Respiratory virus poses threat to some children |

Respiratory virus poses threat to some children

When Pamela Williams’ 4-year-old son, Michael, had typical flu symptoms a few of weeks ago, she did what most mothers would do: monitored her son’s temperature, made sure he got plenty of rest and comforted him.

Two days after the onset of Michael’s flu symptoms his illness had turned into pneumonia, and she saw in horror that her son’s lips had turned blue, he had fever and his stomach was lurching with each breath of air he took.

When they immediately brought him to the emergency room at St. Mary’s Hospital in Reno, Michael was checked in as a pneumonia patient. Doctors learned from a mucus sample the next day that Michael had contracted the Respiratory Syncytial Virus (RSV).

“His bronchials were squeezing in in the middle,” Williams said. When she called a pediatrician friend, she learned her son had what sounded like a classic onset of respiratory failure.

According to information released about the disease by ICN Pharmecuticals, Inc., RSV is the most frequent cause of serious respiratory tract infections in infants and children younger than 4 years of age.

“This is such a common virus that virtually all children have been infected by RSV by the age of 3,” said ICN Pharmecuticals representatives. “In most young children, it results in a mild respiratory infection that is not distinguishable from a common cold.”

RSV occurs typically throughout the year and is most prevalent during the winter months. Tahoe Forest Hospital medical records show the hospital has seen three RSV cases since October 1999.

Symptoms include, nasal stuffiness and discharge, coughing and sometimes ear infections. The virus is usually self-limiting, say health officials, and does not require hospitalization or specific treatment, even in the majority of those who also have lower respiratory tract involvement. Children may have a low-grade fever for several days, respiratory symptoms that may last for one to two weeks, and a cough that sometimes persists beyond two weeks.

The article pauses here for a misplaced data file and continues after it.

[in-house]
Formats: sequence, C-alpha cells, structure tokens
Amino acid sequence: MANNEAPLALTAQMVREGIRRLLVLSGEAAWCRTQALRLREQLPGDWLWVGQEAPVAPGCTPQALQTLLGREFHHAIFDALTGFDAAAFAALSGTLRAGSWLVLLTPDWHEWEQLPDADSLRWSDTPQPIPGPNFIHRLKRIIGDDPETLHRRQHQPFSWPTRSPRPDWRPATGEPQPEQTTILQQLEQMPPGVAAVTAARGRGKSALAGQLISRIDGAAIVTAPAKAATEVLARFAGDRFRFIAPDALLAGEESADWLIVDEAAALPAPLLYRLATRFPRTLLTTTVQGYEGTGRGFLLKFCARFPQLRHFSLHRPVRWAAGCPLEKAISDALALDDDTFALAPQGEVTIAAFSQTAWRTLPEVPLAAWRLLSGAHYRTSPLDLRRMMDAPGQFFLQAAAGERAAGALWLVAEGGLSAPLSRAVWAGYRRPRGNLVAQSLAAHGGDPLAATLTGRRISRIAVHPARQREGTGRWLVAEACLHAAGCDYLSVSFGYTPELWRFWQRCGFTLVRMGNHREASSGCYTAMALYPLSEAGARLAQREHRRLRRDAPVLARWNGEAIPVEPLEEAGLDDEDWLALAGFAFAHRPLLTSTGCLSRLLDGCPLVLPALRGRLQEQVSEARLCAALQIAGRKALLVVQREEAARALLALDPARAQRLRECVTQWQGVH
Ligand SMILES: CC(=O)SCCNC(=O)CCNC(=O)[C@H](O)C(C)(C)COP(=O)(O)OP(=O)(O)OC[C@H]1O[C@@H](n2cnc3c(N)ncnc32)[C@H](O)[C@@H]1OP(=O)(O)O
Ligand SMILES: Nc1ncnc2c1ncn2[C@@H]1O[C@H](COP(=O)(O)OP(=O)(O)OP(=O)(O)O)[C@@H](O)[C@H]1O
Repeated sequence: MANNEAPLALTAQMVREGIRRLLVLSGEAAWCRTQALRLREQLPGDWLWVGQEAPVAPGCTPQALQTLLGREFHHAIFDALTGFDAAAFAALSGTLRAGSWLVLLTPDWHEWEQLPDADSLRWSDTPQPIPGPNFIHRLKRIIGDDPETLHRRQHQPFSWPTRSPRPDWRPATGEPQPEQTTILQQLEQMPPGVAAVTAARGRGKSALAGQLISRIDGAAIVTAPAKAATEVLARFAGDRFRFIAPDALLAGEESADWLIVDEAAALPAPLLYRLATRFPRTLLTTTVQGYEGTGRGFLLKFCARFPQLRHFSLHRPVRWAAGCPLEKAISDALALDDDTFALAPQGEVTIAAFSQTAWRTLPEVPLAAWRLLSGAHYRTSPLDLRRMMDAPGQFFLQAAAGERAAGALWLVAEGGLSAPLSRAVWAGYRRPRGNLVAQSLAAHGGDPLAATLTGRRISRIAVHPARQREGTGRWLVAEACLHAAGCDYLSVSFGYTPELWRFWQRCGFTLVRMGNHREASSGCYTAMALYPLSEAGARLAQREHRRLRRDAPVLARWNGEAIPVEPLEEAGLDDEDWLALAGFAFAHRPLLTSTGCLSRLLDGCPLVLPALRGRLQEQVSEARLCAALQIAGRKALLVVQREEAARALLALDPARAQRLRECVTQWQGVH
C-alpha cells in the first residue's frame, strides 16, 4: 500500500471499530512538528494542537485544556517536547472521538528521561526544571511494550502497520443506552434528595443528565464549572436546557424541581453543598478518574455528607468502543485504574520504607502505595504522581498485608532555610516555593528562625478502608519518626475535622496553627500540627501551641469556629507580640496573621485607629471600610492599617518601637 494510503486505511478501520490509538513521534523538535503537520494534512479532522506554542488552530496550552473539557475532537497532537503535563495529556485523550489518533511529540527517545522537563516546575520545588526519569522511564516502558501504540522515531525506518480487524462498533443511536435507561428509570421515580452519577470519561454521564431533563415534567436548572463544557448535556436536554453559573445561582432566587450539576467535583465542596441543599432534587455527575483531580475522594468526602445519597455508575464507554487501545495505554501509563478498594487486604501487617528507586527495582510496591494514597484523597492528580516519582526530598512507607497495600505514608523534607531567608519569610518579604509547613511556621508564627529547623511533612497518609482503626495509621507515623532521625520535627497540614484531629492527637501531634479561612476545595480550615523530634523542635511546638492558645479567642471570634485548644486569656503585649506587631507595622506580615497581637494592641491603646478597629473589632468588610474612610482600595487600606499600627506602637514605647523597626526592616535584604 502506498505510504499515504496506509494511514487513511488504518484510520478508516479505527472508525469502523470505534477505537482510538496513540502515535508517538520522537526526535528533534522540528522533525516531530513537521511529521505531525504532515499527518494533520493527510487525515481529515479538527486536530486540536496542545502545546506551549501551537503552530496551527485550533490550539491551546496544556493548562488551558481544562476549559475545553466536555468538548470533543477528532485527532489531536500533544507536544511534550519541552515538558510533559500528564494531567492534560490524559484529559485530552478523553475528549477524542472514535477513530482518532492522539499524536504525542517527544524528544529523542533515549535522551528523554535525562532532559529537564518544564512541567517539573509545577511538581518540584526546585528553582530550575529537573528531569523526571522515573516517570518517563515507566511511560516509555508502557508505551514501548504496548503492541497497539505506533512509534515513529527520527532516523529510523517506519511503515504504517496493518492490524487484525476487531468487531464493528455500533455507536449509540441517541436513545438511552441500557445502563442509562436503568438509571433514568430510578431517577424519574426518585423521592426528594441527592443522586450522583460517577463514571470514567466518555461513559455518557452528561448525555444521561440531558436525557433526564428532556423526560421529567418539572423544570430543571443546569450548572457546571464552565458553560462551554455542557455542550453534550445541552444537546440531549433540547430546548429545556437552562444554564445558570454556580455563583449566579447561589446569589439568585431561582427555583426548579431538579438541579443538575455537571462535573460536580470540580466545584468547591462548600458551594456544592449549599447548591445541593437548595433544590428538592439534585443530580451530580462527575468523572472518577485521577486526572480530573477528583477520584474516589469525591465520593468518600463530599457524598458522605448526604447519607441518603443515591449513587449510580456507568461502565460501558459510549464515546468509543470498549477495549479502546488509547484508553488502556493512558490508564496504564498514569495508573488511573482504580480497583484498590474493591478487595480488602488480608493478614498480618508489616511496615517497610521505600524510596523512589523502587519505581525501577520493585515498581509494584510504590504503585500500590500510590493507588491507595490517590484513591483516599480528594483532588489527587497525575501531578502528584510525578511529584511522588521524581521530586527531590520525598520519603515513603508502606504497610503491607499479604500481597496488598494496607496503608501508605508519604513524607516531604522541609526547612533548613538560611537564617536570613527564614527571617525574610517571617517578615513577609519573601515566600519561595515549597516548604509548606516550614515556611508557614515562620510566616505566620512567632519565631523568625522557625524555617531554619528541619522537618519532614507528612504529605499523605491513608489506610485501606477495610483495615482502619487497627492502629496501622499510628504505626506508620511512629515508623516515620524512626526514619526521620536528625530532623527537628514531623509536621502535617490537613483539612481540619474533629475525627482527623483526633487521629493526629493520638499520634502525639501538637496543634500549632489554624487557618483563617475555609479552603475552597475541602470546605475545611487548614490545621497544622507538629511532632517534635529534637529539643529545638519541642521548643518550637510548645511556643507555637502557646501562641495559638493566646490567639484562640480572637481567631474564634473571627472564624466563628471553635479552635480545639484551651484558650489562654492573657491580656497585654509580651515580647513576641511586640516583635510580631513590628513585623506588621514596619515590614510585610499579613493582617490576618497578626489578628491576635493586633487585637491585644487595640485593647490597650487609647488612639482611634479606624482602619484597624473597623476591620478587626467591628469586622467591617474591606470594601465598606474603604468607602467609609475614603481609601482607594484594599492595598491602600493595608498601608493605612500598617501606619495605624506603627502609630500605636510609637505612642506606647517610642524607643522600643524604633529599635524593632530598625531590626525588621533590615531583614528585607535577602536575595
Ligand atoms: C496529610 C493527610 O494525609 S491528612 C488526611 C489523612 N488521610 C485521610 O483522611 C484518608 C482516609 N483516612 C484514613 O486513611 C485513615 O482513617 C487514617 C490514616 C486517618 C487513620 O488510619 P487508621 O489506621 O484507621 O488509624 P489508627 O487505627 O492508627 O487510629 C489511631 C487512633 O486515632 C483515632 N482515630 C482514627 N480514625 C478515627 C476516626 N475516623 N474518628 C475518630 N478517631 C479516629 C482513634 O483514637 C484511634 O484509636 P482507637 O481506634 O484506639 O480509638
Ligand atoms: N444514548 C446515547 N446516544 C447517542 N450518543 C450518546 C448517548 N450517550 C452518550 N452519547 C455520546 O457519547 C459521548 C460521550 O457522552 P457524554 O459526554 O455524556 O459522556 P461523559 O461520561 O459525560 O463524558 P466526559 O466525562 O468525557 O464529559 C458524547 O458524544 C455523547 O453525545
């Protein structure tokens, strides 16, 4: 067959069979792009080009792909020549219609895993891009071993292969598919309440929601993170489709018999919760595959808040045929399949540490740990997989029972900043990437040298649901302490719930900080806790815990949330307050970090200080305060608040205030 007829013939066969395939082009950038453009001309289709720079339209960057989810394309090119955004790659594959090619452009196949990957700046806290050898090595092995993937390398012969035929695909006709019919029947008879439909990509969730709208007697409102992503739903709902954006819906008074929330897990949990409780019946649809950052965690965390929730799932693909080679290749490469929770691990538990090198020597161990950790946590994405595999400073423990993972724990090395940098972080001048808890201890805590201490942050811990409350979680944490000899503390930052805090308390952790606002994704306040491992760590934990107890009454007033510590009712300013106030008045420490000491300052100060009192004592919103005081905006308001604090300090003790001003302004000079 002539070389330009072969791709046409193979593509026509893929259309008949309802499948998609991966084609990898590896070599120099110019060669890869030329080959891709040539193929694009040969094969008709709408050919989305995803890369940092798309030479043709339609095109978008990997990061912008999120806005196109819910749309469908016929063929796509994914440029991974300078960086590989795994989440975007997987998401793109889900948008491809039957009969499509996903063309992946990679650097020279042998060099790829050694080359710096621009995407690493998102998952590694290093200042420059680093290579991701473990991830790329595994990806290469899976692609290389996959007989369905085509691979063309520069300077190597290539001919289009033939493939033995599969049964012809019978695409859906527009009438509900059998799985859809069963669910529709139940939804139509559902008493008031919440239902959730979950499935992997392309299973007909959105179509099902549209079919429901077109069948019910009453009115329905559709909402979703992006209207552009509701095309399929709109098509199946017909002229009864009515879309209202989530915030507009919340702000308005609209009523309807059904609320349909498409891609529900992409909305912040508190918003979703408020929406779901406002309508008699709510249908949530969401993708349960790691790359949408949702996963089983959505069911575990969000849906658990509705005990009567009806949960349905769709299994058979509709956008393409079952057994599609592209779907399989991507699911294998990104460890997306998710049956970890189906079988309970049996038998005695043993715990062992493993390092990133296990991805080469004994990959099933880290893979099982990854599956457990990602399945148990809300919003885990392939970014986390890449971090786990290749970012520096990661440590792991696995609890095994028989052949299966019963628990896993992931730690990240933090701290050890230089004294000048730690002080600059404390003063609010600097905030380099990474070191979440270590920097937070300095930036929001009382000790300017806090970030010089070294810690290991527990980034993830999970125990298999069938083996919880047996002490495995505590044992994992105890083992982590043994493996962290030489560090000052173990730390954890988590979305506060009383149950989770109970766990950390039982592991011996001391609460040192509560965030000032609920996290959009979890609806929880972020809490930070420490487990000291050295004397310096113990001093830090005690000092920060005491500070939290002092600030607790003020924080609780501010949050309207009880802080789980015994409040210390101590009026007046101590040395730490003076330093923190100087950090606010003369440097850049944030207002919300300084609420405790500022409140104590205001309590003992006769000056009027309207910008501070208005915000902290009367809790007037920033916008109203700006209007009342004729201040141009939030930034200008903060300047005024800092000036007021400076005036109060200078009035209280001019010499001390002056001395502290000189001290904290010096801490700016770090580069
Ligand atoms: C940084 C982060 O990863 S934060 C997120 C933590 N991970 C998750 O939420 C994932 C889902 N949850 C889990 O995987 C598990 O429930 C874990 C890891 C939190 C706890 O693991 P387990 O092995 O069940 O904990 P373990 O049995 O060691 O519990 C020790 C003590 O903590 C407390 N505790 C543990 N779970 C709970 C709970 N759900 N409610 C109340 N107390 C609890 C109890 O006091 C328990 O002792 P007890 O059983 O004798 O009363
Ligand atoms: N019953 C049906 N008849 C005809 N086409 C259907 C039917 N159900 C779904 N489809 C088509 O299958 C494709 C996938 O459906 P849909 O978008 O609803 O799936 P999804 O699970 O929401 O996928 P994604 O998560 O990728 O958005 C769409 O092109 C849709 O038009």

RSV can be serious, however. The infection may develop into a more severe infection, like in Michael’s case, in the lower respiratory tract that requires hospitalization. Most commonly, those requiring hospitalization are newborns and infants and those who have other complicating or underlying conditions, such as congenital heart didsease, lung disease or prematurity. In Michael’s case, he had asthma.

Symptoms of a more serious RSV infection include stressful breathing, deeper and more frequent coughing, and children who generally act sicker by appearing more tired, less playful, and less interested in food.

“We thought we would just take him (Michael) to the emergency room and go home,” Williams said. “But it turned out to be a five day event.”

The second day in the hospital, Michael was quarantined, and he was treated with steroids.

Before this trip to the hospital, the Williams family had not heard of RSV.

“It’s just so humbling,” she said. “It’s also not being educated about what a respiratory illness looks like.”

She continued,”I think it’s a pretty serious situation. I don’t want to make people paranoid, but I want people to be cautious right now.”

According to ICN Pharmaceuticals, children and adults of all ages can become infected. The infection in older children and adults may be very mild, usually causing cold-like symptoms. A person becomes infected by coming in close contact with another infected person or with the secretions from an infected person. An infant usually acquires the infection from close contact with an older family member who may have only mild cold symptoms.

Extra precaution can be taken by washing hands often and preventing the spread of infectious secretions on tissues and objects.

ICN indicates that most children recover completely from the virus, and will handle their next respiratory infection with no more difficulty than the average child. A few children, however, appear to be more susceptible to subsequent respiratory problems. Susceptibility may also relate to some other underlying medical condition or allergy.

Support Local Journalism


Support Local Journalism

Readers around Lake Tahoe, Truckee, and beyond make the Sierra Sun's work possible. Your financial contribution supports our efforts to deliver quality, locally relevant journalism.

Now more than ever, your support is critical to help us keep our community informed about the evolving coronavirus pandemic and the impact it is having locally. Every contribution, however large or small, will make a difference.

Your donation will help us continue to cover COVID-19 and our other vital local news.

Start a dialogue, stay on topic and be civil.
If you don't follow the rules, your comment may be deleted.

User Legend: iconModerator iconTrusted User